What high octane appears to have arranged - a "data only" plan for a smartphone - isn't supposedly officially available from any of the cell cos. Every one that I'm aware of forces you to have a voice plan along with a data plan. There are work arounds, (e.g. putting a SIM card from , for e.g. a Rocket Stick into a smart phone), but doing this arguably puts you in breach of the TOS of your plan.

1I understand WWW, VOIP, email and how to send an SMS via email. Just not the complicated cellular plan structures and terms.
Here's the dirty little secret the cell cos try to keep - it's ALL data now - voice, texting, web browsing, etc. are all digitized and transmitted the same way over the network. By maintaining the fallacy that, somehow, you are using different parts of a network when you make a phone call (especially a LD phone call), send a text or surf the net, the cell cos ensure they can continue to exploit their customers by premium pricing certain uses of the data (texting being the service subjected to the biggest price gouging) over others.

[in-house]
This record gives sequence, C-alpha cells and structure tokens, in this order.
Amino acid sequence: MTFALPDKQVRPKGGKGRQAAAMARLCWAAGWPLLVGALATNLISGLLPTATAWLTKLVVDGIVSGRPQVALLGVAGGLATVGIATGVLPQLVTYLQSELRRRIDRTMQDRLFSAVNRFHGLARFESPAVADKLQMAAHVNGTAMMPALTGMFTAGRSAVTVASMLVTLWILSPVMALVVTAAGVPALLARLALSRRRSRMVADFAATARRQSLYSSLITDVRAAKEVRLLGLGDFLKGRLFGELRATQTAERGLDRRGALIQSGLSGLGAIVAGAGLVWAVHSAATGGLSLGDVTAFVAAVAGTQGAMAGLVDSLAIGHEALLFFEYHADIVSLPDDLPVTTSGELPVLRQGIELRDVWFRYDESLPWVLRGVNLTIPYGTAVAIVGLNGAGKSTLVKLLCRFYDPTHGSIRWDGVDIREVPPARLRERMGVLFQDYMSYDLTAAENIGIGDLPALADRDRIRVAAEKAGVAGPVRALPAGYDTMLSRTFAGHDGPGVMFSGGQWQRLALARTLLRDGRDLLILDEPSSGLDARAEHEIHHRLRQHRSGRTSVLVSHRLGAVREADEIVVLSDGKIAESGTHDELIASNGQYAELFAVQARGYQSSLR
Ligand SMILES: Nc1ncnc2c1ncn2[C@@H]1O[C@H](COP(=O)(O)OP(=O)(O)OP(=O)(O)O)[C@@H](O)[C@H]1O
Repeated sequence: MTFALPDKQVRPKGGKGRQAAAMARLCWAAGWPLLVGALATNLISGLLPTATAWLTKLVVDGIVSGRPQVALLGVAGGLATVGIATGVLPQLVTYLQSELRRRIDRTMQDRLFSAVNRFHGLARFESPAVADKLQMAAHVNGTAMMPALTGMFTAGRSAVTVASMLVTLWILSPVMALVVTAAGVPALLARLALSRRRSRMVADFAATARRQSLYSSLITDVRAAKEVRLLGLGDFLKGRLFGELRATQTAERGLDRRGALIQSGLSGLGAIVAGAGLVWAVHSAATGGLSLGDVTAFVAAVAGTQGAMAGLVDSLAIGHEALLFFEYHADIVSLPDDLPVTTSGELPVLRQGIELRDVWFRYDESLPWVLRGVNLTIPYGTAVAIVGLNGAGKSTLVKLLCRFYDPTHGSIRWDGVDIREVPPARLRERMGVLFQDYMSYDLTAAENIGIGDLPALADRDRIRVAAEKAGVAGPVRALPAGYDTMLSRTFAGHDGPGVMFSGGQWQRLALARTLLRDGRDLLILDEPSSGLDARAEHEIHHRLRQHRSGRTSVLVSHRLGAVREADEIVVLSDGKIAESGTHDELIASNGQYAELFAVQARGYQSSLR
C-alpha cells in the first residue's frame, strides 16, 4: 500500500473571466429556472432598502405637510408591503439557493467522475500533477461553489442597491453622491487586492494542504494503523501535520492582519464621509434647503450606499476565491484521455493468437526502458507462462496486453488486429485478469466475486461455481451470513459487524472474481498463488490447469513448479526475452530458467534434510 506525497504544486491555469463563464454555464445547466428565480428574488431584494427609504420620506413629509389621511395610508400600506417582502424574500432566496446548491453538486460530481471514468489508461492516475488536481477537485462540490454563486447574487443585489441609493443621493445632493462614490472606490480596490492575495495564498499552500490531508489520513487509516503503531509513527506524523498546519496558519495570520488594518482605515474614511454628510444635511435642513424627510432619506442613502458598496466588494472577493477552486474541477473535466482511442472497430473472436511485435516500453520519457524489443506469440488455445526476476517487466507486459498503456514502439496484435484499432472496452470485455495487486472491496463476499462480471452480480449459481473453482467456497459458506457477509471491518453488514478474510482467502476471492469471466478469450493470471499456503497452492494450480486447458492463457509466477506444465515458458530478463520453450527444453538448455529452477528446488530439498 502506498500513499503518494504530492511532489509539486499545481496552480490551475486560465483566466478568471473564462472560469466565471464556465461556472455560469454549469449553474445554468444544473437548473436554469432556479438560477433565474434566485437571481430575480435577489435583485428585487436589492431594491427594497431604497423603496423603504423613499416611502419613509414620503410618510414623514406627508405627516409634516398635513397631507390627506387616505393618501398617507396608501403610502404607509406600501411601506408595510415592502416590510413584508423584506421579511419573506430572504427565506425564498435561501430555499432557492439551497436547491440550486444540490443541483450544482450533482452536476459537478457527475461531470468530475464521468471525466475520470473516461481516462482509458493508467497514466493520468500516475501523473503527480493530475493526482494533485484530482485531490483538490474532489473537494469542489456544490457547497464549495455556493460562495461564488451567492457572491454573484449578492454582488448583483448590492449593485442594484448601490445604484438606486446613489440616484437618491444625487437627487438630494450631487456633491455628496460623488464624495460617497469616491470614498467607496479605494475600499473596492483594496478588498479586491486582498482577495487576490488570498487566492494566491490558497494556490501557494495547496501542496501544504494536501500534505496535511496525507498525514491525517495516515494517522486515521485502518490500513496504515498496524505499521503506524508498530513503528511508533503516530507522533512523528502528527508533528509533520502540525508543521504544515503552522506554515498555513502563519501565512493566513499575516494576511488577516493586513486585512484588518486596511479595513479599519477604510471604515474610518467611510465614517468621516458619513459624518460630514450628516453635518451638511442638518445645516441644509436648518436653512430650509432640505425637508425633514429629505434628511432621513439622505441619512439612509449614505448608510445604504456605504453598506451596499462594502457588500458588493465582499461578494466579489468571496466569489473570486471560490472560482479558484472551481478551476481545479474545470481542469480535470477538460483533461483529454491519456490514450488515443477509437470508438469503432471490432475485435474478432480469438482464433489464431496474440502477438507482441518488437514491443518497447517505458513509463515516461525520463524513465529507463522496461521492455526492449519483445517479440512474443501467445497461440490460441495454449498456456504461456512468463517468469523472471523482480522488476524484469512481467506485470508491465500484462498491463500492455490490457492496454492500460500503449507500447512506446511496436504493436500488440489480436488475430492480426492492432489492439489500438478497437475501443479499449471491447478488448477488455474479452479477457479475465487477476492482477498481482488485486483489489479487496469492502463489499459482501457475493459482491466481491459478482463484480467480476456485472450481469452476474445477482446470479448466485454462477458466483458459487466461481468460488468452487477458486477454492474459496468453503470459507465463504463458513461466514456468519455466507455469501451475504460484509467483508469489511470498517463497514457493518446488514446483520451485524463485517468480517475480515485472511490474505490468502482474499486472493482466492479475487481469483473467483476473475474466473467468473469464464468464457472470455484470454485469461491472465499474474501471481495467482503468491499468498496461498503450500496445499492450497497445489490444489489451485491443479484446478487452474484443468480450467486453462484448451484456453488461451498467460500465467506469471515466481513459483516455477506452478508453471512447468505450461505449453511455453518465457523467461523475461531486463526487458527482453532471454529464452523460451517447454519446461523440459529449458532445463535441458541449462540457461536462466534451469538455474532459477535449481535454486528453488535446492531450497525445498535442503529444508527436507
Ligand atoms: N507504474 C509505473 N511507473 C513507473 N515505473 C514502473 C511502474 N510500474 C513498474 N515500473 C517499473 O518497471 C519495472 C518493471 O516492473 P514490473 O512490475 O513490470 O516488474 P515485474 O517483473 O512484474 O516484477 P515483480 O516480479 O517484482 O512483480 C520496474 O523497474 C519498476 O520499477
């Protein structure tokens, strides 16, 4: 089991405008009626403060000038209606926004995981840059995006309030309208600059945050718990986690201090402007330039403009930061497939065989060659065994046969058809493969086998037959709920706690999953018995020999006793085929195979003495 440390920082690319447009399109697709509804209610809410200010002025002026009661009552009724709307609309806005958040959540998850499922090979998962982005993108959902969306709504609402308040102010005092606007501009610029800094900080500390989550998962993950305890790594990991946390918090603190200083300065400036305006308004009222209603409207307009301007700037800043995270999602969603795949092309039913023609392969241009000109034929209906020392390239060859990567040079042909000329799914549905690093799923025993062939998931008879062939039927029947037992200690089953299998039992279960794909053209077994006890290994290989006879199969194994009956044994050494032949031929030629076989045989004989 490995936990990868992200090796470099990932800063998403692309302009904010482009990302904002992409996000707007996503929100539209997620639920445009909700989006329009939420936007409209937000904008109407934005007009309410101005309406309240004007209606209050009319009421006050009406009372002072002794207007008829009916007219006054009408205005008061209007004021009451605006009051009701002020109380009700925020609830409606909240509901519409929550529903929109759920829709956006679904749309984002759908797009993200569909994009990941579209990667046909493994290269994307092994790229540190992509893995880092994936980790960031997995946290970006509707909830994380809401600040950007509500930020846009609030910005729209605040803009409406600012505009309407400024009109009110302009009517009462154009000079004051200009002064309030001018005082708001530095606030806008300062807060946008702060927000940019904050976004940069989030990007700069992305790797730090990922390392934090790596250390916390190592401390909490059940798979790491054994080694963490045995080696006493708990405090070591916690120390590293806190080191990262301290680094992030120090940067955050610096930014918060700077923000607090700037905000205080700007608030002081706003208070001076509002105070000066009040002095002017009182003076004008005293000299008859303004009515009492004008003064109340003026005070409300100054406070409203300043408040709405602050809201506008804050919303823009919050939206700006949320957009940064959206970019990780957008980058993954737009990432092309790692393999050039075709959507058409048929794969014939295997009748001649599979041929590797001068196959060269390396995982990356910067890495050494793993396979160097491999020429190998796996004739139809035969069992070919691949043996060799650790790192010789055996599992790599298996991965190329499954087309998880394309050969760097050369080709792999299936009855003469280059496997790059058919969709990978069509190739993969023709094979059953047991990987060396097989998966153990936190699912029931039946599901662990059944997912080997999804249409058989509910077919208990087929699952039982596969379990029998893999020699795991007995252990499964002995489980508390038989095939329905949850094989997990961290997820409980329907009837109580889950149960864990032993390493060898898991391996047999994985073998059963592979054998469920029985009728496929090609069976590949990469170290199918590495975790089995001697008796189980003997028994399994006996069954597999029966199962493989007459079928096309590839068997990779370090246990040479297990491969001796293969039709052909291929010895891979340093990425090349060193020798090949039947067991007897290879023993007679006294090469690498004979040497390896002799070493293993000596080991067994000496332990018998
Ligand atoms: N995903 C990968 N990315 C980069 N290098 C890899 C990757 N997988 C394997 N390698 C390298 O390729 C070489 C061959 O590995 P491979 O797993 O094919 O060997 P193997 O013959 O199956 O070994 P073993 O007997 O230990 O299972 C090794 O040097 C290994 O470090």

What type of phone do you use for that?
According to his profile, he has an iphone 3GS and a Blackberry Curve
 

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Here's the dirty little secret the cell cos try to keep - it's ALL data now - voice, texting, web browsing, etc. are all digitized and transmitted the same way over the network. By maintaining the fallacy that, somehow, you are using different parts of a network when you make a phone call (especially a LD phone call), send a text or surf the net, the cell cos ensure they can continue to exploit their customers by premium pricing certain uses of the data (texting being the service subjected to the biggest price gouging) over others.